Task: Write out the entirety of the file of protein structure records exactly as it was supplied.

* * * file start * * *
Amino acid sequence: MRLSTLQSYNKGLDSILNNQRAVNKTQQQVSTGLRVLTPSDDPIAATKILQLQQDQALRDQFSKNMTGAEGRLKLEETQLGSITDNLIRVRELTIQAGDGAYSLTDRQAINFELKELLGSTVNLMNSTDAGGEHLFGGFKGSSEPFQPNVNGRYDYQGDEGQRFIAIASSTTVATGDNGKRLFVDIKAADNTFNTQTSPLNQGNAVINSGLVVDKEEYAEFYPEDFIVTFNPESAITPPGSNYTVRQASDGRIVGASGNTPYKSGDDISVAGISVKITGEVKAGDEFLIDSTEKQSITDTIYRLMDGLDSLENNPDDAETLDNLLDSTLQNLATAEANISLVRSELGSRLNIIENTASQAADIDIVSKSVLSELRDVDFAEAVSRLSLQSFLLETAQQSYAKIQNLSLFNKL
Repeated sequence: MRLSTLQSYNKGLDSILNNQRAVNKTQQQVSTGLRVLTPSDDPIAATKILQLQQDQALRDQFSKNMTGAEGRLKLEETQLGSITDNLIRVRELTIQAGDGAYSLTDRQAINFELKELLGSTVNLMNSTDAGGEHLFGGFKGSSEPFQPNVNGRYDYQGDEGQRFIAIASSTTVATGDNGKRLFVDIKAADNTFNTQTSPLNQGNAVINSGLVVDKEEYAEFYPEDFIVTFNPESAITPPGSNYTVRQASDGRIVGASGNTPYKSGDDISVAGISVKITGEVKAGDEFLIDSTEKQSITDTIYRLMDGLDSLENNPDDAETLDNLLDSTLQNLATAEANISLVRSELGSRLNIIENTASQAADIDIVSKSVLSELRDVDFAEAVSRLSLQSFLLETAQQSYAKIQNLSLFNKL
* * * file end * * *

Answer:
Amino acid sequence: MRLSTLQSYNKGLDSILNNQRAVNKTQQQVSTGLRVLTPSDDPIAATKILQLQQDQALRDQFSKNMTGAEGRLKLEETQLGSITDNLIRVRELTIQAGDGAYSLTDRQAINFELKELLGSTVNLMNSTDAGGEHLFGGFKGSSEPFQPNVNGRYDYQGDEGQRFIAIASSTTVATGDNGKRLFVDIKAADNTFNTQTSPLNQGNAVINSGLVVDKEEYAEFYPEDFIVTFNPESAITPPGSNYTVRQASDGRIVGASGNTPYKSGDDISVAGISVKITGEVKAGDEFLIDSTEKQSITDTIYRLMDGLDSLENNPDDAETLDNLLDSTLQNLATAEANISLVRSELGSRLNIIENTASQAADIDIVSKSVLSELRDVDFAEAVSRLSLQSFLLETAQQSYAKIQNLSLFNKL
Repeated sequence: MRLSTLQSYNKGLDSILNNQRAVNKTQQQVSTGLRVLTPSDDPIAATKILQLQQDQALRDQFSKNMTGAEGRLKLEETQLGSITDNLIRVRELTIQAGDGAYSLTDRQAINFELKELLGSTVNLMNSTDAGGEHLFGGFKGSSEPFQPNVNGRYDYQGDEGQRFIAIASSTTVATGDNGKRLFVDIKAADNTFNTQTSPLNQGNAVINSGLVVDKEEYAEFYPEDFIVTFNPESAITPPGSNYTVRQASDGRIVGASGNTPYKSGDDISVAGISVKITGEVKAGDEFLIDSTEKQSITDTIYRLMDGLDSLENNPDDAETLDNLLDSTLQNLATAEANISLVRSELGSRLNIIENTASQAADIDIVSKSVLSELRDVDFAEAVSRLSLQSFLLETAQQSYAKIQNLSLFNKL